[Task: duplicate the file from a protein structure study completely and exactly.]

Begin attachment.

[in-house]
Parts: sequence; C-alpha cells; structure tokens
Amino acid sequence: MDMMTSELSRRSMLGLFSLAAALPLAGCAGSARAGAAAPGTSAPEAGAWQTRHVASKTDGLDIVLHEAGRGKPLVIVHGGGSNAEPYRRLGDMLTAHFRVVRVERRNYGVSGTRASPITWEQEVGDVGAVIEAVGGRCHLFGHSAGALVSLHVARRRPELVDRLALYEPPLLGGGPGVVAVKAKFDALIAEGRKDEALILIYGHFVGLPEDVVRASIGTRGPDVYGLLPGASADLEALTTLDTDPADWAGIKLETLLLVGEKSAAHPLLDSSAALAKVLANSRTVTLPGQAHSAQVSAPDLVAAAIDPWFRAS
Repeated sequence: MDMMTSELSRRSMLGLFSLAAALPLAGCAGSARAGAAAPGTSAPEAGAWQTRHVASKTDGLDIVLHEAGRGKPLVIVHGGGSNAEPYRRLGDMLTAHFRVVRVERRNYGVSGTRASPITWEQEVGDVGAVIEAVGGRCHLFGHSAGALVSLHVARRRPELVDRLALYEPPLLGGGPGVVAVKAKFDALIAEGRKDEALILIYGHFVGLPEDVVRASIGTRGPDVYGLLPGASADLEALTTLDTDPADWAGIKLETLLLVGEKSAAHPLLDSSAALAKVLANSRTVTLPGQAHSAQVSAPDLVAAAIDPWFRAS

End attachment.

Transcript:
[in-house]
Parts: sequence; C-alpha cells; structure tokens
Amino acid sequence: MDMMTSELSRRSMLGLFSLAAALPLAGCAGSARAGAAAPGTSAPEAGAWQTRHVASKTDGLDIVLHEAGRGKPLVIVHGGGSNAEPYRRLGDMLTAHFRVVRVERRNYGVSGTRASPITWEQEVGDVGAVIEAVGGRCHLFGHSAGALVSLHVARRRPELVDRLALYEPPLLGGGPGVVAVKAKFDALIAEGRKDEALILIYGHFVGLPEDVVRASIGTRGPDVYGLLPGASADLEALTTLDTDPADWAGIKLETLLLVGEKSAAHPLLDSSAALAKVLANSRTVTLPGQAHSAQVSAPDLVAAAIDPWFRAS
Repeated sequence: MDMMTSELSRRSMLGLFSLAAALPLAGCAGSARAGAAAPGTSAPEAGAWQTRHVASKTDGLDIVLHEAGRGKPLVIVHGGGSNAEPYRRLGDMLTAHFRVVRVERRNYGVSGTRASPITWEQEVGDVGAVIEAVGGRCHLFGHSAGALVSLHVARRRPELVDRLALYEPPLLGGGPGVVAVKAKFDALIAEGRKDEALILIYGHFVGLPEDVVRASIGTRGPDVYGLLPGASADLEALTTLDTDPADWAGIKLETLLLVGEKSAAHPLLDSSAALAKVLANSRTVTLPGQAHSAQVSAPDLVAAAIDPWFRAS